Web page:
That’s because while the ChefMaker is one of the best air fryers on the market, it’s so much more than that. Much more. It has two other cooking modes, namely the Chef mode and the Probe mode, both of which deliver restaurant-worthy results. And Chef mode is supported by an app that comes with a plethora of clever Chef-curated recipes that are so delicious you'll feel like you’ve got Thomas Keller whipping up dinners in your own kitchen.

This is perhaps my favorite kitchen appliance by far. Since using the ChefMaker I've enjoyed one of the best and cooked-to-perfection medium-rare steaks I’ve ever had, home-cooked or otherwise. That’s saying something because (1) I’ve only cooked steak three times in my life, and (2) I didn’t have to do anything here but prep the steak, insert the included probe and put it in the basket, and press a couple of buttons. The ChefMaker's air fryer function delivers super crispy yet super-moist results – the best results I’ve gotten from any air fryer.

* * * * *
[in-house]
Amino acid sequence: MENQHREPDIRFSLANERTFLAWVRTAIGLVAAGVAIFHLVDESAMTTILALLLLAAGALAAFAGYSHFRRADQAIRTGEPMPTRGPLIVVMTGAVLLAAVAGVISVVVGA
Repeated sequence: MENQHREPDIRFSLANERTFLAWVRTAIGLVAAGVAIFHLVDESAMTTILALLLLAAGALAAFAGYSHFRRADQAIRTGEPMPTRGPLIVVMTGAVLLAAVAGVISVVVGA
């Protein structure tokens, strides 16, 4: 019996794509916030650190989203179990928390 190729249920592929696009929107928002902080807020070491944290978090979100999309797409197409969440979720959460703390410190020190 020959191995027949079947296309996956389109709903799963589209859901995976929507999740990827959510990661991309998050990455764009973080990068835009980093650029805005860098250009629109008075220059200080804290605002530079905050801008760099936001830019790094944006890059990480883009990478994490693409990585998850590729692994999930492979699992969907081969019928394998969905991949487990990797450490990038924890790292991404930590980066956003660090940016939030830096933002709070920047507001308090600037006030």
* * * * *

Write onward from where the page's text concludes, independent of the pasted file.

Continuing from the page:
Dreo ChefMaker during testing

(Image credit: Future / Michelle Rae Uy)

It’s also a near-perfect product. It’s sleek and beautiful; it’s well-built and doesn’t take up too much space; and its touch controls are so responsive that they feel luxe. It’s also effortless to use, thanks in large part to its very useful app.